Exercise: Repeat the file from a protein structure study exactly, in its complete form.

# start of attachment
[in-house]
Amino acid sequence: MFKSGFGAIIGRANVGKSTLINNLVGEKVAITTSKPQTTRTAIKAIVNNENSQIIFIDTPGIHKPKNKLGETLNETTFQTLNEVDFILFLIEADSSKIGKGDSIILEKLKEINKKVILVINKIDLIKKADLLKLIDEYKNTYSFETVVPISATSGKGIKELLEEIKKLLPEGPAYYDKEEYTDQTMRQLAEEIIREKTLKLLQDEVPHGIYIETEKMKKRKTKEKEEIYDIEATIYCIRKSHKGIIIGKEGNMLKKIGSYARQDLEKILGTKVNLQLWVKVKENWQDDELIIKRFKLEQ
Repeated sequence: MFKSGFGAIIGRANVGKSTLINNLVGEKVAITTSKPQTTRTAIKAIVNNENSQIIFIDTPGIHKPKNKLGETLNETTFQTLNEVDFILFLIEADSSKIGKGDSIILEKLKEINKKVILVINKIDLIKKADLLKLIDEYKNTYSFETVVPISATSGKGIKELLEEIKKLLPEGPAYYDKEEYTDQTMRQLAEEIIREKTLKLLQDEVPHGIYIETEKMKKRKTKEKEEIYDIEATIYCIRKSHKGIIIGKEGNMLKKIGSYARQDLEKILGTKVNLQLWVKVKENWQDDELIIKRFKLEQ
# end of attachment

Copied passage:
[in-house]
Amino acid sequence: MFKSGFGAIIGRANVGKSTLINNLVGEKVAITTSKPQTTRTAIKAIVNNENSQIIFIDTPGIHKPKNKLGETLNETTFQTLNEVDFILFLIEADSSKIGKGDSIILEKLKEINKKVILVINKIDLIKKADLLKLIDEYKNTYSFETVVPISATSGKGIKELLEEIKKLLPEGPAYYDKEEYTDQTMRQLAEEIIREKTLKLLQDEVPHGIYIETEKMKKRKTKEKEEIYDIEATIYCIRKSHKGIIIGKEGNMLKKIGSYARQDLEKILGTKVNLQLWVKVKENWQDDELIIKRFKLEQ
Repeated sequence: MFKSGFGAIIGRANVGKSTLINNLVGEKVAITTSKPQTTRTAIKAIVNNENSQIIFIDTPGIHKPKNKLGETLNETTFQTLNEVDFILFLIEADSSKIGKGDSIILEKLKEINKKVILVINKIDLIKKADLLKLIDEYKNTYSFETVVPISATSGKGIKELLEEIKKLLPEGPAYYDKEEYTDQTMRQLAEEIIREKTLKLLQDEVPHGIYIETEKMKKRKTKEKEEIYDIEATIYCIRKSHKGIIIGKEGNMLKKIGSYARQDLEKILGTKVNLQLWVKVKENWQDDELIIKRFKLEQ